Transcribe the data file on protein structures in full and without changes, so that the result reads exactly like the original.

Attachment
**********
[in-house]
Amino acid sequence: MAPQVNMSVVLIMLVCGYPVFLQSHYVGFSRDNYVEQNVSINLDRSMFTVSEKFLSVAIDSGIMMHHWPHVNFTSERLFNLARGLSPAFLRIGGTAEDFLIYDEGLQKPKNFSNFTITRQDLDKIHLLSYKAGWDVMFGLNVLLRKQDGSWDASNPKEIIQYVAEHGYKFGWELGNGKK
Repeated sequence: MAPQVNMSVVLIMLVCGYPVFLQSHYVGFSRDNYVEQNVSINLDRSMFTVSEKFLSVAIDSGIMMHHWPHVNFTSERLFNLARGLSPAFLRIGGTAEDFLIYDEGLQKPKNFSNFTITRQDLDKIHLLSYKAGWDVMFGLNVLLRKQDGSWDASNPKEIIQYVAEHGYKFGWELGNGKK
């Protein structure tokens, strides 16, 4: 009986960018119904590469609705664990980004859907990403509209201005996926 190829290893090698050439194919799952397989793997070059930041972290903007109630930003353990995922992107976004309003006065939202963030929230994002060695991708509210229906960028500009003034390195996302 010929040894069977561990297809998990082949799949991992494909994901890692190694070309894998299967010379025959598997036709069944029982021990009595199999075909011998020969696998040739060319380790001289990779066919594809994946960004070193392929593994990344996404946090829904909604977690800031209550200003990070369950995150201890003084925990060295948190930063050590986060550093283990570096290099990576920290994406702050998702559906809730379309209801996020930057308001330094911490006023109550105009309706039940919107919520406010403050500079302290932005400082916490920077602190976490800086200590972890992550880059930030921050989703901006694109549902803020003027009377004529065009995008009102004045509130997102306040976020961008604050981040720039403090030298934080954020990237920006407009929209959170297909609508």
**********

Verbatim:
[in-house]
Amino acid sequence: MAPQVNMSVVLIMLVCGYPVFLQSHYVGFSRDNYVEQNVSINLDRSMFTVSEKFLSVAIDSGIMMHHWPHVNFTSERLFNLARGLSPAFLRIGGTAEDFLIYDEGLQKPKNFSNFTITRQDLDKIHLLSYKAGWDVMFGLNVLLRKQDGSWDASNPKEIIQYVAEHGYKFGWELGNGKK
Repeated sequence: MAPQVNMSVVLIMLVCGYPVFLQSHYVGFSRDNYVEQNVSINLDRSMFTVSEKFLSVAIDSGIMMHHWPHVNFTSERLFNLARGLSPAFLRIGGTAEDFLIYDEGLQKPKNFSNFTITRQDLDKIHLLSYKAGWDVMFGLNVLLRKQDGSWDASNPKEIIQYVAEHGYKFGWELGNGKK
């Protein structure tokens, strides 16, 4: 009986960018119904590469609705664990980004859907990403509209201005996926 190829290893090698050439194919799952397989793997070059930041972290903007109630930003353990995922992107976004309003006065939202963030929230994002060695991708509210229906960028500009003034390195996302 010929040894069977561990297809998990082949799949991992494909994901890692190694070309894998299967010379025959598997036709069944029982021990009595199999075909011998020969696998040739060319380790001289990779066919594809994946960004070193392929593994990344996404946090829904909604977690800031209550200003990070369950995150201890003084925990060295948190930063050590986060550093283990570096290099990576920290994406702050998702559906809730379309209801996020930057308001330094911490006023109550105009309706039940919107919520406010403050500079302290932005400082916490920077602190976490800086200590972890992550880059930030921050989703901006694109549902803020003027009377004529065009995008009102004045509130997102306040976020961008604050981040720039403090030298934080954020990237920006407009929209959170297909609508």